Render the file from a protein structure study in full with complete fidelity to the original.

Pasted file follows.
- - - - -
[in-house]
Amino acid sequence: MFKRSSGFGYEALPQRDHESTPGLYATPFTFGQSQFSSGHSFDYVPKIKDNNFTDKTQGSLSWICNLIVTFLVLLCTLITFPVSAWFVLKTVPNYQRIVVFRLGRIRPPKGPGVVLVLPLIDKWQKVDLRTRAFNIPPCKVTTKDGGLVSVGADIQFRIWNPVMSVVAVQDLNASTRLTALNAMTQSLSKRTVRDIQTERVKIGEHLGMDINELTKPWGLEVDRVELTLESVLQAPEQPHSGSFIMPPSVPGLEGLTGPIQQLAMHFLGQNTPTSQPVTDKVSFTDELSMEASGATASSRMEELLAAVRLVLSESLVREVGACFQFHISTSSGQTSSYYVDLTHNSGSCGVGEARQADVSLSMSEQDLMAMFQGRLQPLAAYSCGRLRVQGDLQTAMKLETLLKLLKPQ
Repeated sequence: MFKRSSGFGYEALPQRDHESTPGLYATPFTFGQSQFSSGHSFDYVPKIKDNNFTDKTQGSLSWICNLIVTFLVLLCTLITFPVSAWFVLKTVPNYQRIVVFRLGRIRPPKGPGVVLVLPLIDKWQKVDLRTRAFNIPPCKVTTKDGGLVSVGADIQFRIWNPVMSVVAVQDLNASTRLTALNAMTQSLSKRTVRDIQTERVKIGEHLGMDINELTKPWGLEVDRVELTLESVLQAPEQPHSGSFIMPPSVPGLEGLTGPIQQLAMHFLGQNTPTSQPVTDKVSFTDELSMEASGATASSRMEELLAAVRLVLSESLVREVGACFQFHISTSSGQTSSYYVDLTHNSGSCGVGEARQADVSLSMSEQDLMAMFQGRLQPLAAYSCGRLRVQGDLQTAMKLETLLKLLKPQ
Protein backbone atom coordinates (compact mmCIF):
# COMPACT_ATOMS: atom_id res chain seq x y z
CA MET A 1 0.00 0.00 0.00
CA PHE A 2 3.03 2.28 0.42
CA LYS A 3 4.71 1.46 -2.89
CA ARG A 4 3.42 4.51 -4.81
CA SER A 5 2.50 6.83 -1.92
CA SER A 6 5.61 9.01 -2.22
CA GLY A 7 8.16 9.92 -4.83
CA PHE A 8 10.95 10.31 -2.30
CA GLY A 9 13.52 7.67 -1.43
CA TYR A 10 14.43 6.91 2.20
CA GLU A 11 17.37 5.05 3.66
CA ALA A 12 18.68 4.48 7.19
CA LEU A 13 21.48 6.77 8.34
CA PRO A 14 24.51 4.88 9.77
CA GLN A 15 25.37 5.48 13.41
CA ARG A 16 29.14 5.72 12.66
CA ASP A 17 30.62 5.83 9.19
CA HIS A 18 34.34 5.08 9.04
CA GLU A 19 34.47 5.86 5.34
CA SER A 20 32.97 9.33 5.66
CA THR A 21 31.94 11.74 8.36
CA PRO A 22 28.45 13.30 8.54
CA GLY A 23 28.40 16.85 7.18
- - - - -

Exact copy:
[in-house]
Amino acid sequence: MFKRSSGFGYEALPQRDHESTPGLYATPFTFGQSQFSSGHSFDYVPKIKDNNFTDKTQGSLSWICNLIVTFLVLLCTLITFPVSAWFVLKTVPNYQRIVVFRLGRIRPPKGPGVVLVLPLIDKWQKVDLRTRAFNIPPCKVTTKDGGLVSVGADIQFRIWNPVMSVVAVQDLNASTRLTALNAMTQSLSKRTVRDIQTERVKIGEHLGMDINELTKPWGLEVDRVELTLESVLQAPEQPHSGSFIMPPSVPGLEGLTGPIQQLAMHFLGQNTPTSQPVTDKVSFTDELSMEASGATASSRMEELLAAVRLVLSESLVREVGACFQFHISTSSGQTSSYYVDLTHNSGSCGVGEARQADVSLSMSEQDLMAMFQGRLQPLAAYSCGRLRVQGDLQTAMKLETLLKLLKPQ
Repeated sequence: MFKRSSGFGYEALPQRDHESTPGLYATPFTFGQSQFSSGHSFDYVPKIKDNNFTDKTQGSLSWICNLIVTFLVLLCTLITFPVSAWFVLKTVPNYQRIVVFRLGRIRPPKGPGVVLVLPLIDKWQKVDLRTRAFNIPPCKVTTKDGGLVSVGADIQFRIWNPVMSVVAVQDLNASTRLTALNAMTQSLSKRTVRDIQTERVKIGEHLGMDINELTKPWGLEVDRVELTLESVLQAPEQPHSGSFIMPPSVPGLEGLTGPIQQLAMHFLGQNTPTSQPVTDKVSFTDELSMEASGATASSRMEELLAAVRLVLSESLVREVGACFQFHISTSSGQTSSYYVDLTHNSGSCGVGEARQADVSLSMSEQDLMAMFQGRLQPLAAYSCGRLRVQGDLQTAMKLETLLKLLKPQ
Protein backbone atom coordinates (compact mmCIF):
# COMPACT_ATOMS: atom_id res chain seq x y z
CA MET A 1 0.00 0.00 0.00
CA PHE A 2 3.03 2.28 0.42
CA LYS A 3 4.71 1.46 -2.89
CA ARG A 4 3.42 4.51 -4.81
CA SER A 5 2.50 6.83 -1.92
CA SER A 6 5.61 9.01 -2.22
CA GLY A 7 8.16 9.92 -4.83
CA PHE A 8 10.95 10.31 -2.30
CA GLY A 9 13.52 7.67 -1.43
CA TYR A 10 14.43 6.91 2.20
CA GLU A 11 17.37 5.05 3.66
CA ALA A 12 18.68 4.48 7.19
CA LEU A 13 21.48 6.77 8.34
CA PRO A 14 24.51 4.88 9.77
CA GLN A 15 25.37 5.48 13.41
CA ARG A 16 29.14 5.72 12.66
CA ASP A 17 30.62 5.83 9.19
CA HIS A 18 34.34 5.08 9.04
CA GLU A 19 34.47 5.86 5.34
CA SER A 20 32.97 9.33 5.66
CA THR A 21 31.94 11.74 8.36
CA PRO A 22 28.45 13.30 8.54
CA GLY A 23 28.40 16.85 7.18